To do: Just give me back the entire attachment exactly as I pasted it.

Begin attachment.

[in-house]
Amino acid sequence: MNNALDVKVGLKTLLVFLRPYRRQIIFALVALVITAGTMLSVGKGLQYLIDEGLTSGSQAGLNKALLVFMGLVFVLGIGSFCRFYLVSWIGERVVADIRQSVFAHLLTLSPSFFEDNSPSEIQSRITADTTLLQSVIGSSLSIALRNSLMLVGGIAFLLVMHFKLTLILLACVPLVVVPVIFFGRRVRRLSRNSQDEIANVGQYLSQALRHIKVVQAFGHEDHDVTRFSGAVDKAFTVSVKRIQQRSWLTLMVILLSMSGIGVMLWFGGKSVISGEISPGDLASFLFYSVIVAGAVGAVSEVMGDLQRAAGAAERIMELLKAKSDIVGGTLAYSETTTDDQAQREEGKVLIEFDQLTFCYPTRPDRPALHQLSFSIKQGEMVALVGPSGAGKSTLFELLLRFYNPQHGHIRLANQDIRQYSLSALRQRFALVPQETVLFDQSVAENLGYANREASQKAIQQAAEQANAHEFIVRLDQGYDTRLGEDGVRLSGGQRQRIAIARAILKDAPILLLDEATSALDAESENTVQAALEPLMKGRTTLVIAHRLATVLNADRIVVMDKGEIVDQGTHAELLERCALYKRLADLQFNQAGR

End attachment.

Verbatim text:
[in-house]
Amino acid sequence: MNNALDVKVGLKTLLVFLRPYRRQIIFALVALVITAGTMLSVGKGLQYLIDEGLTSGSQAGLNKALLVFMGLVFVLGIGSFCRFYLVSWIGERVVADIRQSVFAHLLTLSPSFFEDNSPSEIQSRITADTTLLQSVIGSSLSIALRNSLMLVGGIAFLLVMHFKLTLILLACVPLVVVPVIFFGRRVRRLSRNSQDEIANVGQYLSQALRHIKVVQAFGHEDHDVTRFSGAVDKAFTVSVKRIQQRSWLTLMVILLSMSGIGVMLWFGGKSVISGEISPGDLASFLFYSVIVAGAVGAVSEVMGDLQRAAGAAERIMELLKAKSDIVGGTLAYSETTTDDQAQREEGKVLIEFDQLTFCYPTRPDRPALHQLSFSIKQGEMVALVGPSGAGKSTLFELLLRFYNPQHGHIRLANQDIRQYSLSALRQRFALVPQETVLFDQSVAENLGYANREASQKAIQQAAEQANAHEFIVRLDQGYDTRLGEDGVRLSGGQRQRIAIARAILKDAPILLLDEATSALDAESENTVQAALEPLMKGRTTLVIAHRLATVLNADRIVVMDKGEIVDQGTHAELLERCALYKRLADLQFNQAGR